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Study: Dolphins, Whales Recognize Killer Whales’ Predatory Calls

A subset of killer whales that dine on marine mammals telegraph their presence by emitting alarming and identifiable calls, a new study finds.

(CN) - A subset of killer whales that dine on marine mammals telegraph their presence by emitting alarming and identifiable calls, a new study finds.

In the report, published Tuesday in the Journal of Experimental Biology, a team of researchers examined how aquatic mammals that live alongside killer whales distinguish between the calls of these predators and those of other marine mammals.

While killer whales are known for hunting stealthily in packs, the study suggests some of these ferocious aquatic mammals may be less sneaky than previously believed.

To investigate whether marine mammals react differently to the calls of killer whales, the team sailed in inflatable boats 40 miles off the coast of North Carolina to observe pods of pilot whales and to Catalina Island - off the coast of California - to monitor small groups of Risso’s dolphins by tagging one member from each group with a data logger, which recorded the sounds heard by the animals. The devices also recorded their movements and depth.

The researchers then played recordings of killer whales’ cries and social calls from humpback whales, pilot whales and Risso’s dolphins.

They then captured the mammals’ reactions by tagging a member from each monitored group with a data logger that recorded their movements and depths and the sounds they heard. Co-author Danielle Waples, a research analyst at Duke University, observed the mammals’ movements from a second inflatable boat.

“Each playback experiment was an all-day endeavor,” said author Matthew Bowers, a research scientist at Colorado State University.

Bowers said the pilot whales and dolphins seemed to remain calm when most of the sounds - including many of the killer whale calls - were played.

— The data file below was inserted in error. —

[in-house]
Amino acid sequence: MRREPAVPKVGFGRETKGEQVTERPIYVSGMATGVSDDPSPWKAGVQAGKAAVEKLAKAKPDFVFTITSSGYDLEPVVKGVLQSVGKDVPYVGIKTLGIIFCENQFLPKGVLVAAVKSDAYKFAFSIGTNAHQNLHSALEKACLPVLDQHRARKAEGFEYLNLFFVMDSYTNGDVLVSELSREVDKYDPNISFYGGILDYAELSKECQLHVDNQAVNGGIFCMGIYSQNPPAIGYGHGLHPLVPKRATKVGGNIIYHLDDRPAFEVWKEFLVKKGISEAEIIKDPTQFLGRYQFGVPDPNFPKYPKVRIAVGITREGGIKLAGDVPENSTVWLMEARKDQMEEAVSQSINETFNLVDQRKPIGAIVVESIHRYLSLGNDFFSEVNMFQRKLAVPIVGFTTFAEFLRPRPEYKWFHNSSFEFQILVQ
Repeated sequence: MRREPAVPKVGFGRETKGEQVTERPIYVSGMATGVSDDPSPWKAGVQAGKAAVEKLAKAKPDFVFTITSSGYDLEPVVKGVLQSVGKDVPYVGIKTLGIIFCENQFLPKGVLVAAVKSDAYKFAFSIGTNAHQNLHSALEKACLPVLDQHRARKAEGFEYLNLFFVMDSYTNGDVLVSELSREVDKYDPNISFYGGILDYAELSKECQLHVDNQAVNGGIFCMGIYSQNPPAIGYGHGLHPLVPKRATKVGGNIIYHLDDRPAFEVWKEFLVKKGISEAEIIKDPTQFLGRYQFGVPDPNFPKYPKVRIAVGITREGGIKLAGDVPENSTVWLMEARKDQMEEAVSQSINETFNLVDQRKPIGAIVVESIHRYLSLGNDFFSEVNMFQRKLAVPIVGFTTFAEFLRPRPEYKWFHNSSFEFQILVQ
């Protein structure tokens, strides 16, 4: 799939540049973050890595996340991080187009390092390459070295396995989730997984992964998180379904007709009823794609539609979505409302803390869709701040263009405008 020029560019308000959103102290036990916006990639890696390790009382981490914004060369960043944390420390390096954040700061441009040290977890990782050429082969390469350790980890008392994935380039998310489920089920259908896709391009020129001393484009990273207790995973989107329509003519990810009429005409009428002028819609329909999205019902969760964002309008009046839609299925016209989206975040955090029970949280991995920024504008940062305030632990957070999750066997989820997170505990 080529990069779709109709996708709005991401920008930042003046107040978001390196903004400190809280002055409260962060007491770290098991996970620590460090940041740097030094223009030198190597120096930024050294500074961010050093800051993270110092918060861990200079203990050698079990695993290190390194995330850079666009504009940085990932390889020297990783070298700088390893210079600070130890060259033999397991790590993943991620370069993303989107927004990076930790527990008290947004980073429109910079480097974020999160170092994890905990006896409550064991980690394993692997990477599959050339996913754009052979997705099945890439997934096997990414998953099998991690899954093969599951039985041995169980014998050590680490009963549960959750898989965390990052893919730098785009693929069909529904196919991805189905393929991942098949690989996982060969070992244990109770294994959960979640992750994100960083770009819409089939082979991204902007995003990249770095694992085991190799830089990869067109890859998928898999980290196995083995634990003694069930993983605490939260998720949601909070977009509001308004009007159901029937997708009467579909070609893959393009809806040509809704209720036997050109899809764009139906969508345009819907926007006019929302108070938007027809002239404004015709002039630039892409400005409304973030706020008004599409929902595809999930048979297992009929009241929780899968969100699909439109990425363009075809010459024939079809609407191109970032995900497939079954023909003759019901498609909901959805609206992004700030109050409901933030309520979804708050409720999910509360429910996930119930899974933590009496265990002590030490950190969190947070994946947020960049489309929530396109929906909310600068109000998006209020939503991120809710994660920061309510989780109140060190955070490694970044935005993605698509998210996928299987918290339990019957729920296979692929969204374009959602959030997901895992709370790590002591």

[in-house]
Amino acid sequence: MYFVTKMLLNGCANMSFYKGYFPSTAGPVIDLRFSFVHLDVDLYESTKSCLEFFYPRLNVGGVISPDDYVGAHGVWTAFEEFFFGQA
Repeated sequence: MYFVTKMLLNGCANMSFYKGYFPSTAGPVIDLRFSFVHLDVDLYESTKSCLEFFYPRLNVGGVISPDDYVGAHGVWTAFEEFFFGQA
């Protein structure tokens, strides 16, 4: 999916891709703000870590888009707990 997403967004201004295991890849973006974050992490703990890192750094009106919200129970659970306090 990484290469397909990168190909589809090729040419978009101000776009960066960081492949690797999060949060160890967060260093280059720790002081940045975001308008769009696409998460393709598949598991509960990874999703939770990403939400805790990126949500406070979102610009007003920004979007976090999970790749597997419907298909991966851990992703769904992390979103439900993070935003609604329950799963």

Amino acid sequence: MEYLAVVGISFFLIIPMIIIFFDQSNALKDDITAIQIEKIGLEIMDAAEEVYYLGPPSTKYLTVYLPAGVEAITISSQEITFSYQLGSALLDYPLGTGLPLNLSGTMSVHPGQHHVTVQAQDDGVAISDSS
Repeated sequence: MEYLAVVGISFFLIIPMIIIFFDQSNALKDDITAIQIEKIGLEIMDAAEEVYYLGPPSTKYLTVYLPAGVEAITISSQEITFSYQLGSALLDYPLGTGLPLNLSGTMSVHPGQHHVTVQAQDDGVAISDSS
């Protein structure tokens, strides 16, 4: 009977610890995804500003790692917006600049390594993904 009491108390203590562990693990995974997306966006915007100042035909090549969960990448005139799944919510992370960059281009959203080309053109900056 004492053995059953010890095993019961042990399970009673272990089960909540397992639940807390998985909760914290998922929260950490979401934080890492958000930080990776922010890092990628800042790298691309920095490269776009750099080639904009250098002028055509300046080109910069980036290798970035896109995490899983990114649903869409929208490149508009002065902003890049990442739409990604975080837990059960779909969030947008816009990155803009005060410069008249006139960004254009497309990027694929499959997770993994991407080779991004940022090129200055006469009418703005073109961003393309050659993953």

However, he was surprised by the mammals’ reactions to four specific killer whale calls, which led some of the dolphins to “stampede” away.

“It was crazy to see a group of animals respond so strongly to something you're doing,” Bowers said. “The strong and differential responses to this subset of killer whale calls was eye-opening.”

Bowers and co-author Nicola Quick, a research scientist at Duke University, then used their recording and observations to estimate how much energy the mammals were using in order to establish a sense of their urgency. After reconstructing the mammals’ movements, they realized the species reacted completely differently.

While the pilot whales assembled closely and dove down toward the distressing sounds, the dolphins grouped together and rapidly fled more than six miles in the opposite direction.

The team also matched the mammals’ movements with the sounds that they had heard and identified unique features in the alarming killer whale recordings that were not found in the cries of other members of their species. The features also did not occur in humpback whale calls or killer whale cries that did not elicit panic.

The troubling calls feature many sound structures that are found in other mammalian distress cries, such as human wails.

“The signal starts to jump around in an unpredictable fashion,” said Bowers, who added that the features are upsetting because our brains can’t filter out and ignore the erratic sounds. “We suggest that these calls convey information about the predators' behavior or intent,” which could forewarn potential victims.

The research was funded by the Department of Defense’s Strategic Environmental Research and Development Program, the Naval Facilities Engineering Command Atlantic, and the National Oceanic and Atmospheric Administration Fisheries Southeast Region.

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